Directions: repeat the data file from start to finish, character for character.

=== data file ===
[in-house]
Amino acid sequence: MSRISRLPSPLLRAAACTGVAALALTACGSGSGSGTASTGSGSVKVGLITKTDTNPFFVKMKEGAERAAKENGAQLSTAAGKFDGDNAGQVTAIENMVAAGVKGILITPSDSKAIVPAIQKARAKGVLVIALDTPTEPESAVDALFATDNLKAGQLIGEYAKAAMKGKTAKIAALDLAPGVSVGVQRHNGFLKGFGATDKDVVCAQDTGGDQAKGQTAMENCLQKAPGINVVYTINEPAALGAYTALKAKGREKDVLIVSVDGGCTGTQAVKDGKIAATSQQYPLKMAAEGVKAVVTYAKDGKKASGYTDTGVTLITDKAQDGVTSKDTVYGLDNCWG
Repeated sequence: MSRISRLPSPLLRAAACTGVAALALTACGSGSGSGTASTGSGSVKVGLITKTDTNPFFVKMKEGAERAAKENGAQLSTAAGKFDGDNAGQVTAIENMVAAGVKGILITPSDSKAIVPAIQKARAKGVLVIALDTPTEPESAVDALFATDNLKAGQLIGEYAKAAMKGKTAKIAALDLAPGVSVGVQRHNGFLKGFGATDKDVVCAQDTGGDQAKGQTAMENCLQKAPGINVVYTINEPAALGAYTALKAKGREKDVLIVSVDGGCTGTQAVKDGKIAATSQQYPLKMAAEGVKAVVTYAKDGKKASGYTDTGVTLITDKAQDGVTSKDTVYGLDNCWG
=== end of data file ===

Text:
[in-house]
Amino acid sequence: MSRISRLPSPLLRAAACTGVAALALTACGSGSGSGTASTGSGSVKVGLITKTDTNPFFVKMKEGAERAAKENGAQLSTAAGKFDGDNAGQVTAIENMVAAGVKGILITPSDSKAIVPAIQKARAKGVLVIALDTPTEPESAVDALFATDNLKAGQLIGEYAKAAMKGKTAKIAALDLAPGVSVGVQRHNGFLKGFGATDKDVVCAQDTGGDQAKGQTAMENCLQKAPGINVVYTINEPAALGAYTALKAKGREKDVLIVSVDGGCTGTQAVKDGKIAATSQQYPLKMAAEGVKAVVTYAKDGKKASGYTDTGVTLITDKAQDGVTSKDTVYGLDNCWG
Repeated sequence: MSRISRLPSPLLRAAACTGVAALALTACGSGSGSGTASTGSGSVKVGLITKTDTNPFFVKMKEGAERAAKENGAQLSTAAGKFDGDNAGQVTAIENMVAAGVKGILITPSDSKAIVPAIQKARAKGVLVIALDTPTEPESAVDALFATDNLKAGQLIGEYAKAAMKGKTAKIAALDLAPGVSVGVQRHNGFLKGFGATDKDVVCAQDTGGDQAKGQTAMENCLQKAPGINVVYTINEPAALGAYTALKAKGREKDVLIVSVDGGCTGTQAVKDGKIAATSQQYPLKMAAEGVKAVVTYAKDGKKASGYTDTGVTLITDKAQDGVTSKDTVYGLDNCWG